Carmarthenshire’s Public Services Board is a partnership of public and third sector organisations working together to improve well-being across the county and includes Carmarthenshire County Council, Hywel Dda University Health Board, Mid and West Wales Fire and Rescue Service, Natural Resources Wales and other organisations.

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Llanelli prepares for Sunday’s Remembrance Day parade

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LATER TODAY (Sunday, November 13) the town will honour those who have fallen in service over the decades.

A number of roads will be closed on the day, including Murray Street, Church Street and Vauxhall Road from its junction with the mini roundabout.

These will be shut for the parade between 8.30am and noon, however, pedestrian access for those wishing to reach individual properties in those streets will be maintained where possible throughout the duration of the closure.

Traffic will be diverted to Robinson Street, Arthur Street, Columbia Row, Anne Street, Bigyn Road, Stepney Place, Water Street, Thomas Street and Gelli Onn.

At 10am, police, organisations and others not marching in the parade will take up their respective positions in front of the cenotaph in the town hall grounds, while the civic party will assemble inside Llanelli Town Hall.

At 10.15am the parade leaves Drill Hall for the town hall with the mayor Cllr Philip Warlow proceeding to the Boer War Memorial where he will lay a wreath.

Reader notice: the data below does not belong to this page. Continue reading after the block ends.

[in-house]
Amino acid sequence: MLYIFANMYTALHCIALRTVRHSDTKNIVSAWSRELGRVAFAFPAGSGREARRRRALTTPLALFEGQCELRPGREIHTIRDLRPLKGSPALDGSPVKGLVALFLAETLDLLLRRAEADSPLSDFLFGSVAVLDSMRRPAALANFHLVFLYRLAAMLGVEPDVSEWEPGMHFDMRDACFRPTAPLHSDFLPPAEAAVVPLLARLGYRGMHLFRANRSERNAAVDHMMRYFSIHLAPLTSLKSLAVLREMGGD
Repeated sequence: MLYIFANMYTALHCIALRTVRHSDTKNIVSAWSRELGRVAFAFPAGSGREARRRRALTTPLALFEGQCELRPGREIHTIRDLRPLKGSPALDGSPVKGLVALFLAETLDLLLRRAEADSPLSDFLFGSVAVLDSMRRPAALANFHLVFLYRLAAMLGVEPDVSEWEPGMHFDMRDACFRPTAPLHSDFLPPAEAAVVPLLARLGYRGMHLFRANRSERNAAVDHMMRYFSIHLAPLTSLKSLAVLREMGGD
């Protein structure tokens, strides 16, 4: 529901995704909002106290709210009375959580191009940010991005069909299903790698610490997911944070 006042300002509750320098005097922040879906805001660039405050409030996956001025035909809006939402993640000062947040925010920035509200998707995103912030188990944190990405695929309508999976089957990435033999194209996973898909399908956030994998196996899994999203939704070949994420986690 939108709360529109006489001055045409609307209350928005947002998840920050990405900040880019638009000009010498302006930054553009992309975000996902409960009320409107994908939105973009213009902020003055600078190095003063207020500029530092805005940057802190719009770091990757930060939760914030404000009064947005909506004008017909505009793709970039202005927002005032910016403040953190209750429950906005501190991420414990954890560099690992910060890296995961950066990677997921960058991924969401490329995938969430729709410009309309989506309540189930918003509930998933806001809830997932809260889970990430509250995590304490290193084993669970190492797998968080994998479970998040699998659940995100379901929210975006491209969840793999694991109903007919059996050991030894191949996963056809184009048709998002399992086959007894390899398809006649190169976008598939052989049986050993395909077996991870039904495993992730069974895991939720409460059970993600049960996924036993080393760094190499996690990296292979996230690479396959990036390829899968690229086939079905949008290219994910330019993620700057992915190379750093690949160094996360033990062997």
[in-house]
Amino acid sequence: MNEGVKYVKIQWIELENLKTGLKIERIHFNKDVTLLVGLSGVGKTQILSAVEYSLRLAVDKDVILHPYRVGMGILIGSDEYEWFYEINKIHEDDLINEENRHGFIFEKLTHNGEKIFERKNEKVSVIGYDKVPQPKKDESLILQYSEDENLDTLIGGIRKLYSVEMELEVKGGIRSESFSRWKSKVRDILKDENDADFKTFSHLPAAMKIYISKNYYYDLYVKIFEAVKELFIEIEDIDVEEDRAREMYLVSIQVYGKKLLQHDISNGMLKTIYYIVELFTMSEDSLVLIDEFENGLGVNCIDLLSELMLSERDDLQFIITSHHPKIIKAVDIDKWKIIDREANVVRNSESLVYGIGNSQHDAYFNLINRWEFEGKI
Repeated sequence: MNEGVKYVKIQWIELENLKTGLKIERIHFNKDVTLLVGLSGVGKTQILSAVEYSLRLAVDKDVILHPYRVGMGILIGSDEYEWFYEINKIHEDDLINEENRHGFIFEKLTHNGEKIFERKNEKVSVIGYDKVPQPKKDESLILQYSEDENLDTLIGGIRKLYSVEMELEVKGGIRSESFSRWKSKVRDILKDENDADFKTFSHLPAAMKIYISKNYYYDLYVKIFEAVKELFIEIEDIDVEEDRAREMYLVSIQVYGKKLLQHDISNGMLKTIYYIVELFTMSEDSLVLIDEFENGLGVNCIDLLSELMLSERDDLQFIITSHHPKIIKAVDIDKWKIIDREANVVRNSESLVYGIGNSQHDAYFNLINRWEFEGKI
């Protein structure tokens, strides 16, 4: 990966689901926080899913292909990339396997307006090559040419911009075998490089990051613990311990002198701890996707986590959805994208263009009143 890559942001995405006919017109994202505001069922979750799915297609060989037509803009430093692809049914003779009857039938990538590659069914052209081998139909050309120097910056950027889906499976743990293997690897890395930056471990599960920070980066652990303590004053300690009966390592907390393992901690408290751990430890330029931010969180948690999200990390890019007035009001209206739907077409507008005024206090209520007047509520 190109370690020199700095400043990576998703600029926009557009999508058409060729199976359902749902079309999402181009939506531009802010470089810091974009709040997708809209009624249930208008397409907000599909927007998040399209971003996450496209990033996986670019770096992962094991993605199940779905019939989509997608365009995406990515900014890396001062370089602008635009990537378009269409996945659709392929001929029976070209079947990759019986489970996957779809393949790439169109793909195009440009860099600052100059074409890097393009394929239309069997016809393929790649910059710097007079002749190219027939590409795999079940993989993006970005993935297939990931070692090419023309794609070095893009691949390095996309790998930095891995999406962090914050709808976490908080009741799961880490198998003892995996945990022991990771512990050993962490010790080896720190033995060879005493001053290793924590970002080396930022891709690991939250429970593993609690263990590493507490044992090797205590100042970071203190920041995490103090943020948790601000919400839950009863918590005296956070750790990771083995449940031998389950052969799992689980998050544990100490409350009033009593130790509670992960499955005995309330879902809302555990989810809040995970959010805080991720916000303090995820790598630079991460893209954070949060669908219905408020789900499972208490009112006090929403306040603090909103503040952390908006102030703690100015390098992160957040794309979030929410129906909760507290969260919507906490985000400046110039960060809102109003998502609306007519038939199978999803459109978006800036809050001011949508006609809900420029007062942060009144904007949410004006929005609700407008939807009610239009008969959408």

When the parade arrives at the town hall, the civic party will proceed to the cenotaph where the Lord Lieutenant of Dyfed Sara Edwards, will lay a wreath.

This will be followed by the chair of Carmarthenshire Council Cllr Rob Evans, laying a wreath on the Royal Welch War Memorial and then on the town’s cenotaph.

More wreaths will be laid by dignitaries and politicians and ex-servicemen and women A two-minute silence will then be observed at 11am.

Any service groups or individuals who wish to lay a wreath on Remembrance Sunday can contact Paul Wickers via email at llanlva2009@aol.com.

While community organisations are to contact Llanelli Town Council at enquiries@llanellitowncouncil.gov.uk.

Contact should be made by Monday, October 31 at the very latest to confirm arrangements as no additional wreaths will be able to be accommodated on the day.

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Llanelli choir launches fundraising naked calendar

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MEMBERS of a Llanelli female choir have bared all to raise money for the town’s Ty Bryngwyn Hospice.  

Côr Curiad has created a cheeky fundraising calendar for 2023 – the second one they have done.

With around 50 members, photos were taken across Llanelli with strategically placed items to spare their blushes – all in the name of a good cause.

Llanelli photographer Graham Harries was behind the lens for the project.

The choir’s musical director Alex Esney, who is Miss December in the calendar said: “Local businesses sponsored the calendar and so many of the photos were taken at their premises.

“So for example we went to LTC Mobility Ltd and had scooters carefully positioned in front of us, it was a lot of fun.

“I also want to thank Ffwrnes Theatre for opening up especially for me to go and have my photo taken with the piano there.”

Alex said the aim is to raise as much as possible for the hospice, adding: “We did a calendar a few years ago but we now have more members so we thought it was time to do it all again.

“The ladies decided to ‘bare all’ to raise money for the hospice which provides such great care and support for families in their time of need, including two of our own.

“I think we pulled out all the stops this year, getting their clothes off at local businesses in and around Llanelli.”

One of the calendar photos (Images: Graham Harries Photography)